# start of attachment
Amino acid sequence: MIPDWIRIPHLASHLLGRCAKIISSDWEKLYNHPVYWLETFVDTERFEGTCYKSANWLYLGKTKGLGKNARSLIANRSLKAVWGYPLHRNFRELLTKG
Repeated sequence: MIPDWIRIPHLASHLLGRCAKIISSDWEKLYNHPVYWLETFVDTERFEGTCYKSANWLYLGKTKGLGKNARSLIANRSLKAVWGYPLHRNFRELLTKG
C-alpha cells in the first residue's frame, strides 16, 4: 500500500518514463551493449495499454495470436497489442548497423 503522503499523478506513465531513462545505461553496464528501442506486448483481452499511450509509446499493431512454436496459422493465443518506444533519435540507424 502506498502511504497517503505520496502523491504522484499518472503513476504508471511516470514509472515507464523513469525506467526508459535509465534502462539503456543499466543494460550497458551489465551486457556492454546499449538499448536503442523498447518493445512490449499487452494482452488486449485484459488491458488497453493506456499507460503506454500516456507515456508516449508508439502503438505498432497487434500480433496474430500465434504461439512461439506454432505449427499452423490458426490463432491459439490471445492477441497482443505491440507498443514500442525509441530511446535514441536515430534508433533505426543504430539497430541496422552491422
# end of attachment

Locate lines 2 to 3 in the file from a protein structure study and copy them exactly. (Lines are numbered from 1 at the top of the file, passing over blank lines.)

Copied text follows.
Repeated sequence: MIPDWIRIPHLASHLLGRCAKIISSDWEKLYNHPVYWLETFVDTERFEGTCYKSANWLYLGKTKGLGKNARSLIANRSLKAVWGYPLHRNFRELLTKG
C-alpha cells in the first residue's frame, strides 16, 4: 500500500518514463551493449495499454495470436497489442548497423 503522503499523478506513465531513462545505461553496464528501442506486448483481452499511450509509446499493431512454436496459422493465443518506444533519435540507424 502506498502511504497517503505520496502523491504522484499518472503513476504508471511516470514509472515507464523513469525506467526508459535509465534502462539503456543499466543494460550497458551489465551486457556492454546499449538499448536503442523498447518493445512490449499487452494482452488486449485484459488491458488497453493506456499507460503506454500516456507515456508516449508508439502503438505498432497487434500480433496474430500465434504461439512461439506454432505449427499452423490458426490463432491459439490471445492477441497482443505491440507498443514500442525509441530511446535514441536515430534508433533505426543504430539497430541496422552491422